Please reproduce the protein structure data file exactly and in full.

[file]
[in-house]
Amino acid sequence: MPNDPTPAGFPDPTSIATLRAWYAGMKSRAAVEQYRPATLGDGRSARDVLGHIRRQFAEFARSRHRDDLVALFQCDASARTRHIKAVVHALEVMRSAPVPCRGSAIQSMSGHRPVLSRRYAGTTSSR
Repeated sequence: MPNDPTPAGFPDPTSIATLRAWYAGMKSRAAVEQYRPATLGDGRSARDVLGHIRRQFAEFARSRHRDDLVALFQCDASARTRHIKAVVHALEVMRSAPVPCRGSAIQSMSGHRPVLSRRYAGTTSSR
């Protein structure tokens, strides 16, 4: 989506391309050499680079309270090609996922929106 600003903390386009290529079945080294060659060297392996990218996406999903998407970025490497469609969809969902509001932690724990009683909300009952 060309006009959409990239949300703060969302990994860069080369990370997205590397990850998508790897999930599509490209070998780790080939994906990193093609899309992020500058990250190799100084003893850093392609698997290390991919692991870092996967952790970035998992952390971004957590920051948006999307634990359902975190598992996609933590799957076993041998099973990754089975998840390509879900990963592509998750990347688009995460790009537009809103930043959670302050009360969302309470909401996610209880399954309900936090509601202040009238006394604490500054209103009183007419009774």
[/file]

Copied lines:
[in-house]
Amino acid sequence: MPNDPTPAGFPDPTSIATLRAWYAGMKSRAAVEQYRPATLGDGRSARDVLGHIRRQFAEFARSRHRDDLVALFQCDASARTRHIKAVVHALEVMRSAPVPCRGSAIQSMSGHRPVLSRRYAGTTSSR
Repeated sequence: MPNDPTPAGFPDPTSIATLRAWYAGMKSRAAVEQYRPATLGDGRSARDVLGHIRRQFAEFARSRHRDDLVALFQCDASARTRHIKAVVHALEVMRSAPVPCRGSAIQSMSGHRPVLSRRYAGTTSSR
């Protein structure tokens, strides 16, 4: 989506391309050499680079309270090609996922929106 600003903390386009290529079945080294060659060297392996990218996406999903998407970025490497469609969809969902509001932690724990009683909300009952 060309006009959409990239949300703060969302990994860069080369990370997205590397990850998508790897999930599509490209070998780790080939994906990193093609899309992020500058990250190799100084003893850093392609698997290390991919692991870092996967952790970035998992952390971004957590920051948006999307634990359902975190598992996609933590799957076993041998099973990754089975998840390509879900990963592509998750990347688009995460790009537009809103930043959670302050009360969302309470909401996610209880399954309900936090509601202040009238006394604490500054209103009183007419009774």